Hospitals are encouraged to continue working toward compliance with the Information Blocking Rule, as the ONC stated this is only a delay and it intends to continue moving forward with these rules and regulations. Members with questions can contact Jim Lee at the MHA.

MIOSHA Releases FAQs on Emergency Rules

The Michigan Occupational Safety and Health Administration (MIOSHA) recently released several frequently asked questions (FAQs) regarding its Emergency Rules issued Oct. 14. The rules largely represented the codification of Executive Orders 2020-153, 2020-184 and 2020-190, which set requirements on employers for following COVID-19 protocols such as mask wearing and employee screenings. Of particular note, the FAQs seek to clarify the record-keeping requirements set forth in the emergency rules, especially as they pertain to those working in the health field.

The MHA continues to work with MIOSHA on additional FAQs and clarifications to the rule set. Members with questions should contact Adam Carlson at the MHA.

COVID-19 Meeting Invitation from Legislative Leadership

Senate Majority Leader Mike Shirkey and Speaker of the House Lee Chatfield extended an invitation to Gov. Gretchen Whitmer, Senate Minority Leader Jim Ananich, House Minority Leader Christine Greig, MHA Chief Medical Officer Gary Roth, DO, and the chief medical officers listed in the Oct. 22 joint statement on COVID-19 policies for a discussion regarding the impact of COVID-19 on Michigan. The MHA will provide additional information when it is available. The united message of the MHA and its members remains that following COVID-19 prevention efforts is vital to breaking the cycle of this disease. Members with questions should contact Adam Carlson at the MHA.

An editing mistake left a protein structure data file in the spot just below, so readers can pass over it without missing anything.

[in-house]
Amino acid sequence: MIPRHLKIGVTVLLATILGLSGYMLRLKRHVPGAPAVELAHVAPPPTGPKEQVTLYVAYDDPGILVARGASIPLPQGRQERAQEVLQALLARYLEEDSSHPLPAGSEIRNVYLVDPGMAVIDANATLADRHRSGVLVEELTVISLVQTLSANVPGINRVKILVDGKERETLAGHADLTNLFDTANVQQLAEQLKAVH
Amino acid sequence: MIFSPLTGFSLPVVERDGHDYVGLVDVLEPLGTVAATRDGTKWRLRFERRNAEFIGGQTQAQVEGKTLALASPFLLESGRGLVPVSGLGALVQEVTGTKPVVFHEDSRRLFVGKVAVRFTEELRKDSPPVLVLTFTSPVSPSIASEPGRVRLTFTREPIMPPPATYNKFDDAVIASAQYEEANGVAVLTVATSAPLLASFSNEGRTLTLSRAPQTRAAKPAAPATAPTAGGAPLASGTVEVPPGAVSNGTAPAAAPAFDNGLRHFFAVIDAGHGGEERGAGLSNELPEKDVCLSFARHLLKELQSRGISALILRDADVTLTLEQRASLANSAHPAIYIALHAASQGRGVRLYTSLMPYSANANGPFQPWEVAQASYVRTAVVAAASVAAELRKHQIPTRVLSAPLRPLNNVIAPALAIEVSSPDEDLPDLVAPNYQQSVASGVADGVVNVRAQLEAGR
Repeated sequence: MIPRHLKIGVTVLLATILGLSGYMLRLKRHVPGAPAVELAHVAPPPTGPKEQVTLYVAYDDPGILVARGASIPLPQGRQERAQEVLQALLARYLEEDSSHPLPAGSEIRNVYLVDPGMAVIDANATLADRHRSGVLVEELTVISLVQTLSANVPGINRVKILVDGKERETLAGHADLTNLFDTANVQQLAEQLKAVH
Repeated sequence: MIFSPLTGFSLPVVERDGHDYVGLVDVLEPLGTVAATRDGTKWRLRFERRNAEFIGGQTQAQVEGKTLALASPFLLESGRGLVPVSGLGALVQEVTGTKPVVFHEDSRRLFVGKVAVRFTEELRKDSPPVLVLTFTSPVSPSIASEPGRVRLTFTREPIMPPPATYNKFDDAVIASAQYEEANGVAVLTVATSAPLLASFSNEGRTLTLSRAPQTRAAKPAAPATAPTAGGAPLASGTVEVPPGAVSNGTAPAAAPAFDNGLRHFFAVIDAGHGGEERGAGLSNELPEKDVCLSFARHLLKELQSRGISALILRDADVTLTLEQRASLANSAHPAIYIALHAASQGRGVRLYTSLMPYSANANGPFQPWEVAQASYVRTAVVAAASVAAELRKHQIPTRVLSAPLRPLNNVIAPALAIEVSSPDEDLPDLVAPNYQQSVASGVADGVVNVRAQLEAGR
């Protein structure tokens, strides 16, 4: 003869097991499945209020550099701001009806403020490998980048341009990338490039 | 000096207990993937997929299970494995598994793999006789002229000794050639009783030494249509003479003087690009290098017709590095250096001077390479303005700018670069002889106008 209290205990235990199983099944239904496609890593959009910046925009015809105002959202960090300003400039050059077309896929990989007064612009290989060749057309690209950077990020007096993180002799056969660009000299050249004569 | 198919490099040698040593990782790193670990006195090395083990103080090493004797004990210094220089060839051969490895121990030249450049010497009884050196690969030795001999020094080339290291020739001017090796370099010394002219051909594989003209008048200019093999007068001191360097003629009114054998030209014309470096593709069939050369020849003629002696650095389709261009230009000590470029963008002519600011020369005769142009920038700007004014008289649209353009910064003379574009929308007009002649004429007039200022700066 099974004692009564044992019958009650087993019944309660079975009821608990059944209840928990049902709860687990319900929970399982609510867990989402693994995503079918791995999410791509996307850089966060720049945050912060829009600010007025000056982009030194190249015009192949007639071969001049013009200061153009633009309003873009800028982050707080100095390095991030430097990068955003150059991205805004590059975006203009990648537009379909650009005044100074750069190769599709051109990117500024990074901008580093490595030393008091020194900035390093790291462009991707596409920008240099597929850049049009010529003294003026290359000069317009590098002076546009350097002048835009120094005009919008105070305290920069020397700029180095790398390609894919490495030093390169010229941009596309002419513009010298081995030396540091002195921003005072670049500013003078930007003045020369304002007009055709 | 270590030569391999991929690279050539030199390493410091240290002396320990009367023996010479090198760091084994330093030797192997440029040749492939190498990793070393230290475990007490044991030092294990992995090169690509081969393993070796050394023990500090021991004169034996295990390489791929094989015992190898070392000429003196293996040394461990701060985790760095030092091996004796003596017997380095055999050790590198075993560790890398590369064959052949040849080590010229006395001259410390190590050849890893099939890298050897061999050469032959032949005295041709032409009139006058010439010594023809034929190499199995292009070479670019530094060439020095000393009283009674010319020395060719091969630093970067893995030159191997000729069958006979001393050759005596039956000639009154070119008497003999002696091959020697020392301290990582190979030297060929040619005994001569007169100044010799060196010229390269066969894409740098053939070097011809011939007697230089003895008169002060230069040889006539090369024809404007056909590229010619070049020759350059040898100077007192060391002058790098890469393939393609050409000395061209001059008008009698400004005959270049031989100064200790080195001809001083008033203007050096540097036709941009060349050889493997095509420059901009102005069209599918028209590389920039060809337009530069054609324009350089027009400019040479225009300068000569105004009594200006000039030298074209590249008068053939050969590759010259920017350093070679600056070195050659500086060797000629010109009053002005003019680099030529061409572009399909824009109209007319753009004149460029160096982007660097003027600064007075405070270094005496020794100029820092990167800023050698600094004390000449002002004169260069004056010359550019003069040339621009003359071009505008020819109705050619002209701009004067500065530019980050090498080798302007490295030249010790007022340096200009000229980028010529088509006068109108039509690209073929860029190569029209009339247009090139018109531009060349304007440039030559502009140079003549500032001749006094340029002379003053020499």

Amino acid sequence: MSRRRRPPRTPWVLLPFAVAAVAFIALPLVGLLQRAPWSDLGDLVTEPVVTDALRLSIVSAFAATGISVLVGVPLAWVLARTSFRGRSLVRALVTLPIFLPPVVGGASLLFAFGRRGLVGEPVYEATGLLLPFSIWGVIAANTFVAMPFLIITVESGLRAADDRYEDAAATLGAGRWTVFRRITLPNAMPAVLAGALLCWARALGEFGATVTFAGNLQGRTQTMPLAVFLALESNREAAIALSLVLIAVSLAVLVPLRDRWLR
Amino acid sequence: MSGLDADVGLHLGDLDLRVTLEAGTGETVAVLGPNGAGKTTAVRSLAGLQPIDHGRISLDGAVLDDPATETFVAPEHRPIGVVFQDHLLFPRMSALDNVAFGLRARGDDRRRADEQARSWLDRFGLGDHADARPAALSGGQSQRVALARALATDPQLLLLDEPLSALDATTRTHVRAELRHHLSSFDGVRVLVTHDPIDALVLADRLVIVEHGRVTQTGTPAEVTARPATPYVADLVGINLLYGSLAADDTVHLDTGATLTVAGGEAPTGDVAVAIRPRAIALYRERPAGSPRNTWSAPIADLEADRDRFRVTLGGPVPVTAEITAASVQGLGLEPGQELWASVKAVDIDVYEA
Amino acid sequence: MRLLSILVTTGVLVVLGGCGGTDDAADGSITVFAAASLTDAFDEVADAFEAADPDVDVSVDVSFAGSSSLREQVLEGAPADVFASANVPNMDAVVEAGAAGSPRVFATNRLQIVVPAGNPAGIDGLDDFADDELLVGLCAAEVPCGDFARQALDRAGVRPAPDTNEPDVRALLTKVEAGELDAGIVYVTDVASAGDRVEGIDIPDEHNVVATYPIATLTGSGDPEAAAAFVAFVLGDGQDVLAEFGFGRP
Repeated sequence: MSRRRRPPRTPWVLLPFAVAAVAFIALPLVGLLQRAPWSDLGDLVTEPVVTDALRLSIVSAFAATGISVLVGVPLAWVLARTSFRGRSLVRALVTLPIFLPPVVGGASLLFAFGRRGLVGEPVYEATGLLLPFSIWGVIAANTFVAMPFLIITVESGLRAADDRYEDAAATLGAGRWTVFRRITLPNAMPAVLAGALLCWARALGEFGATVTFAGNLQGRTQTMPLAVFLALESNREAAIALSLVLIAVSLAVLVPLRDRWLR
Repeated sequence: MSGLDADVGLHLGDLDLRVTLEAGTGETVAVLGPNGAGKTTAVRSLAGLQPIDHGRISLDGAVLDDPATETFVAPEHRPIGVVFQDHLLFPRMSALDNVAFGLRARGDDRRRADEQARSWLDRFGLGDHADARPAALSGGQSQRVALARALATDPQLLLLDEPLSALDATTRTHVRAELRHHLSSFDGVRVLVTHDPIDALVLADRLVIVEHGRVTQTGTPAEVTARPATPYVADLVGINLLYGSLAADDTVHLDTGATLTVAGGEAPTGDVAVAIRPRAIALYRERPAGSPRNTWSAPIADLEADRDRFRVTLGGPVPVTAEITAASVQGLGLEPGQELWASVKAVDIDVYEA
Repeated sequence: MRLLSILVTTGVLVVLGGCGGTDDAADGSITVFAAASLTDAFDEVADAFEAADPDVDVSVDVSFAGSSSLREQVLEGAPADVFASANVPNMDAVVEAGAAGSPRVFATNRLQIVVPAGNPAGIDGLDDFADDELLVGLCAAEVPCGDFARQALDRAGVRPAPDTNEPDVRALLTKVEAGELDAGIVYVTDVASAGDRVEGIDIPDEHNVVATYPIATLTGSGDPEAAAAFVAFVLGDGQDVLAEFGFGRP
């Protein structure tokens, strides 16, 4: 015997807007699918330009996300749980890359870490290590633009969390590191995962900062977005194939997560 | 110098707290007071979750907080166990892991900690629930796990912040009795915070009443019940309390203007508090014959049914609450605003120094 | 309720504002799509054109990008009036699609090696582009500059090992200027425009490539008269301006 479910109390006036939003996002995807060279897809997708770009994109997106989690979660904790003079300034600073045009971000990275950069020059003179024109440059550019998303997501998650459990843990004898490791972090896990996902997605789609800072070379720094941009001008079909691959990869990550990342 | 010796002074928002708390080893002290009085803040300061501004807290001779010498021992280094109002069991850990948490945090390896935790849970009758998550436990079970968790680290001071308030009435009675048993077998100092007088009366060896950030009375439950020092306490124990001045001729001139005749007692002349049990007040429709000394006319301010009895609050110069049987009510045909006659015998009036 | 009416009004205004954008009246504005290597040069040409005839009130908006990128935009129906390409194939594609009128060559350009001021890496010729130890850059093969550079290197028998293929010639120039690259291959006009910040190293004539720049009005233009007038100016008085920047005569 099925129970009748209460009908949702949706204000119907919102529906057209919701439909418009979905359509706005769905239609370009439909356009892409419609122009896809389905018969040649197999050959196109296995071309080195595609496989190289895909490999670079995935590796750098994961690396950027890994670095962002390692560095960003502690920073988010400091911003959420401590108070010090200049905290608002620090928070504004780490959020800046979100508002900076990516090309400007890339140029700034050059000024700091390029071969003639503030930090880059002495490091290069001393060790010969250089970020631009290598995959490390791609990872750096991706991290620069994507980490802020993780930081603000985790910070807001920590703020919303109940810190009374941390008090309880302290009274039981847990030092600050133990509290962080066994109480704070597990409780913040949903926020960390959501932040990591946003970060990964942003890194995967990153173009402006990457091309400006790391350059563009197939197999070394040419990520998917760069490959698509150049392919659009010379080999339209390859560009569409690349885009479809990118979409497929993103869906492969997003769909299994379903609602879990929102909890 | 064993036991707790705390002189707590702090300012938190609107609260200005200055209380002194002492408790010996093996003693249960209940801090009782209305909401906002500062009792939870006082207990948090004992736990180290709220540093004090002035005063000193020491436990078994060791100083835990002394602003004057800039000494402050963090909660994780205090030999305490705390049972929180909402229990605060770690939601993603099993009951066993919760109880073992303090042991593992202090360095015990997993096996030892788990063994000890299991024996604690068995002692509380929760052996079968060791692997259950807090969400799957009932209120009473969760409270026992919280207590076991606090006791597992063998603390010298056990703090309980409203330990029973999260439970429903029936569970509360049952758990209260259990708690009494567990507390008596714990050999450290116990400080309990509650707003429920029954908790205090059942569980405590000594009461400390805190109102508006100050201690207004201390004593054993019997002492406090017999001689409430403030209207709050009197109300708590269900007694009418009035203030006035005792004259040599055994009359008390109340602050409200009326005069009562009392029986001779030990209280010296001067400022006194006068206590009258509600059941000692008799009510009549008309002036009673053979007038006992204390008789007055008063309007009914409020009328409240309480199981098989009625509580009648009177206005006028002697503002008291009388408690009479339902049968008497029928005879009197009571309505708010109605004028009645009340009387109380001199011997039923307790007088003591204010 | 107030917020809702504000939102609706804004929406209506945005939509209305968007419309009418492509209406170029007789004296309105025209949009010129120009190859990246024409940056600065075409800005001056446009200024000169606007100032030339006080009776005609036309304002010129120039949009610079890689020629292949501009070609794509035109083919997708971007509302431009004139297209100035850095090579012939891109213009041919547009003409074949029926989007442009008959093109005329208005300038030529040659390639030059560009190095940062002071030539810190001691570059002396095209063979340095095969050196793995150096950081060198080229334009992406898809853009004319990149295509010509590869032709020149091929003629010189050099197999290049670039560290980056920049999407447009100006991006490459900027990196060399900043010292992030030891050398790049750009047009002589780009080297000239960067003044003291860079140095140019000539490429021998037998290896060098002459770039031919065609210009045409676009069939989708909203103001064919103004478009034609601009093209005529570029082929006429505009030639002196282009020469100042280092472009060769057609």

Additional information on the COVID-19 pandemic is available to members on the MHA Community Site and the MHA COVID-19 webpage. Questions on COVID-19 and infectious disease response strategies may be directed to the MDHHS Community Health Emergency Coordination Center (CHECC). Members with MHA-specific questions should contact the following MHA staff members: